The Harpa is a large music hall that sits right next to the water. It is absolutely beautiful and reminded Margaret and me of Iceland's own Kennedy Center. I could easily envision several photo shoots here. Above a couple anxiously made their way to the Harpa.

Where else but Rúblan bókakaffi to begin our evening again? We made a night of it and ended up going to several other bars including Einstök Bar and Kaldi Bar. But the gem of the night honestly was a tip from one of the bartenders to go to Mandi for shawarma & fries for late-night food. 10/10 food.

Snapped on the way back from bars to our hotel.

Wednesday - 23

The adventure came to a close. Enough time for the last photo walk through the city.

A funky food spot in a square. Had I thought about it, I would have gone inside to capture some of the people in there. There was quite a few characters.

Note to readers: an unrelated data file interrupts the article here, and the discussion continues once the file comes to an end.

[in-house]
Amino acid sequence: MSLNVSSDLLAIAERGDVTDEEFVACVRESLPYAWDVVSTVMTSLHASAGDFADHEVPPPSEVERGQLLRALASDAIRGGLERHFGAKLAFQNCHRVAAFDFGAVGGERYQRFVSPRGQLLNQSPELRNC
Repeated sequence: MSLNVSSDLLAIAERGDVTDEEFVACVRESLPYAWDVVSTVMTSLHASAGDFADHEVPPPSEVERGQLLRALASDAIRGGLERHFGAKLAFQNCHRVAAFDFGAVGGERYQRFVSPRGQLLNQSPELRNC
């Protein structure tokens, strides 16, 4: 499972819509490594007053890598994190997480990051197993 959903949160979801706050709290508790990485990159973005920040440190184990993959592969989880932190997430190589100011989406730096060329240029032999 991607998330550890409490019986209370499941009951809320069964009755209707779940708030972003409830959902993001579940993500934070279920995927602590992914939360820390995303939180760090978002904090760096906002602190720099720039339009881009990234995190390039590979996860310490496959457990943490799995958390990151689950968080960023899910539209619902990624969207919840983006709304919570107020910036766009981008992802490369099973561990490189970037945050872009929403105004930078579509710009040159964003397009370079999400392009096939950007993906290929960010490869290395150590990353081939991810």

The jug sitting outside among the empty chairs and green tone. Overall felt slightly uncharacteristic of Iceland but shot it regardless.

Me in front of a house colored my favorite shade of blue.

Margaret giving the worst notice for the picture. I love the picture anyway.

A mostly empty delivery van on the streets of Reykjavik.


I've written this post by day rather than by location as I felt that the story of the trip was more so captured. This trip had really high highs and some low lows. But I will always remember it for the challenge and adventure it gave. Not all trips do give a true sense of adventure. This one did.

34 views0 comments


bottom of page